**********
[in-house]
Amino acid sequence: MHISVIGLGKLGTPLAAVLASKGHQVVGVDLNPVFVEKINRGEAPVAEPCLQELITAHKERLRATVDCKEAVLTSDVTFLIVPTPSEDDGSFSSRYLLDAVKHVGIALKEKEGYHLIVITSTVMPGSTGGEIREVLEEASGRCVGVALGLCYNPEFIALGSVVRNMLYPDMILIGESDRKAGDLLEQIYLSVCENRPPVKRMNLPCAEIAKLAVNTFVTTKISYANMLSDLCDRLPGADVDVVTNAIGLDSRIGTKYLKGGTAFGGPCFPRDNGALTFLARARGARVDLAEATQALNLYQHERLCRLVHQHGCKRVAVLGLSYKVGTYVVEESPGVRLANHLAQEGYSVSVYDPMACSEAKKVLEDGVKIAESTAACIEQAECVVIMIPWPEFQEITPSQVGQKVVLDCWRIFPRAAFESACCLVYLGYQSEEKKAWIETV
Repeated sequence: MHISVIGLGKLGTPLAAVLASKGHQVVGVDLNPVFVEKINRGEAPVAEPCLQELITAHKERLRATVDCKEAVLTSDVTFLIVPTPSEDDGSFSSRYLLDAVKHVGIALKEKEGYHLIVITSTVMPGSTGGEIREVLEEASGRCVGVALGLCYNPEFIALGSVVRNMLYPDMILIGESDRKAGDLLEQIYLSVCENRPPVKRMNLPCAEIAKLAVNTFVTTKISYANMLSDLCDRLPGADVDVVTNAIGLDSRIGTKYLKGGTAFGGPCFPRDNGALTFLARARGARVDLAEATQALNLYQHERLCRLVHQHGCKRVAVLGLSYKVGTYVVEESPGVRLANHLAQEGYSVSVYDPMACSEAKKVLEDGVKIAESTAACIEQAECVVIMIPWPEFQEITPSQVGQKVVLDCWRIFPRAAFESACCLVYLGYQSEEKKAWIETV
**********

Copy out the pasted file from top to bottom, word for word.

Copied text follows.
[in-house]
Amino acid sequence: MHISVIGLGKLGTPLAAVLASKGHQVVGVDLNPVFVEKINRGEAPVAEPCLQELITAHKERLRATVDCKEAVLTSDVTFLIVPTPSEDDGSFSSRYLLDAVKHVGIALKEKEGYHLIVITSTVMPGSTGGEIREVLEEASGRCVGVALGLCYNPEFIALGSVVRNMLYPDMILIGESDRKAGDLLEQIYLSVCENRPPVKRMNLPCAEIAKLAVNTFVTTKISYANMLSDLCDRLPGADVDVVTNAIGLDSRIGTKYLKGGTAFGGPCFPRDNGALTFLARARGARVDLAEATQALNLYQHERLCRLVHQHGCKRVAVLGLSYKVGTYVVEESPGVRLANHLAQEGYSVSVYDPMACSEAKKVLEDGVKIAESTAACIEQAECVVIMIPWPEFQEITPSQVGQKVVLDCWRIFPRAAFESACCLVYLGYQSEEKKAWIETV
Repeated sequence: MHISVIGLGKLGTPLAAVLASKGHQVVGVDLNPVFVEKINRGEAPVAEPCLQELITAHKERLRATVDCKEAVLTSDVTFLIVPTPSEDDGSFSSRYLLDAVKHVGIALKEKEGYHLIVITSTVMPGSTGGEIREVLEEASGRCVGVALGLCYNPEFIALGSVVRNMLYPDMILIGESDRKAGDLLEQIYLSVCENRPPVKRMNLPCAEIAKLAVNTFVTTKISYANMLSDLCDRLPGADVDVVTNAIGLDSRIGTKYLKGGTAFGGPCFPRDNGALTFLARARGARVDLAEATQALNLYQHERLCRLVHQHGCKRVAVLGLSYKVGTYVVEESPGVRLANHLAQEGYSVSVYDPMACSEAKKVLEDGVKIAESTAACIEQAECVVIMIPWPEFQEITPSQVGQKVVLDCWRIFPRAAFESACCLVYLGYQSEEKKAWIETV